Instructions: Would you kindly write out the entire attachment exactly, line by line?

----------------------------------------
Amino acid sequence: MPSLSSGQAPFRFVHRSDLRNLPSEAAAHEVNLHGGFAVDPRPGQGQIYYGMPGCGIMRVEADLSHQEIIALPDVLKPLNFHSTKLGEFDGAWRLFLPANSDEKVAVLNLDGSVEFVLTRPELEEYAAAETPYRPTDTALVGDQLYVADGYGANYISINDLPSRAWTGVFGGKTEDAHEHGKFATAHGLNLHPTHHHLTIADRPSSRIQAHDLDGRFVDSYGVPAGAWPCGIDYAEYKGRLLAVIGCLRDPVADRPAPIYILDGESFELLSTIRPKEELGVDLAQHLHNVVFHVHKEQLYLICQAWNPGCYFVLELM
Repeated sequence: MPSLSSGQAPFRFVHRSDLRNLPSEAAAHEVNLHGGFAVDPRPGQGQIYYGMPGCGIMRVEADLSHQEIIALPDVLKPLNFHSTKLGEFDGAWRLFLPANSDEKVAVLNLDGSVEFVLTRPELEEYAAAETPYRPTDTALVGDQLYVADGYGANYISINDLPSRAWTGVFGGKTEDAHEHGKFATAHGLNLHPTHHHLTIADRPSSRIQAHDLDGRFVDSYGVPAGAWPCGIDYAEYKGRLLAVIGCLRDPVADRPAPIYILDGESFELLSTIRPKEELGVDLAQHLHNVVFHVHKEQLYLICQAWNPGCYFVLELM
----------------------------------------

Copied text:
Amino acid sequence: MPSLSSGQAPFRFVHRSDLRNLPSEAAAHEVNLHGGFAVDPRPGQGQIYYGMPGCGIMRVEADLSHQEIIALPDVLKPLNFHSTKLGEFDGAWRLFLPANSDEKVAVLNLDGSVEFVLTRPELEEYAAAETPYRPTDTALVGDQLYVADGYGANYISINDLPSRAWTGVFGGKTEDAHEHGKFATAHGLNLHPTHHHLTIADRPSSRIQAHDLDGRFVDSYGVPAGAWPCGIDYAEYKGRLLAVIGCLRDPVADRPAPIYILDGESFELLSTIRPKEELGVDLAQHLHNVVFHVHKEQLYLICQAWNPGCYFVLELM
Repeated sequence: MPSLSSGQAPFRFVHRSDLRNLPSEAAAHEVNLHGGFAVDPRPGQGQIYYGMPGCGIMRVEADLSHQEIIALPDVLKPLNFHSTKLGEFDGAWRLFLPANSDEKVAVLNLDGSVEFVLTRPELEEYAAAETPYRPTDTALVGDQLYVADGYGANYISINDLPSRAWTGVFGGKTEDAHEHGKFATAHGLNLHPTHHHLTIADRPSSRIQAHDLDGRFVDSYGVPAGAWPCGIDYAEYKGRLLAVIGCLRDPVADRPAPIYILDGESFELLSTIRPKEELGVDLAQHLHNVVFHVHKEQLYLICQAWNPGCYFVLELM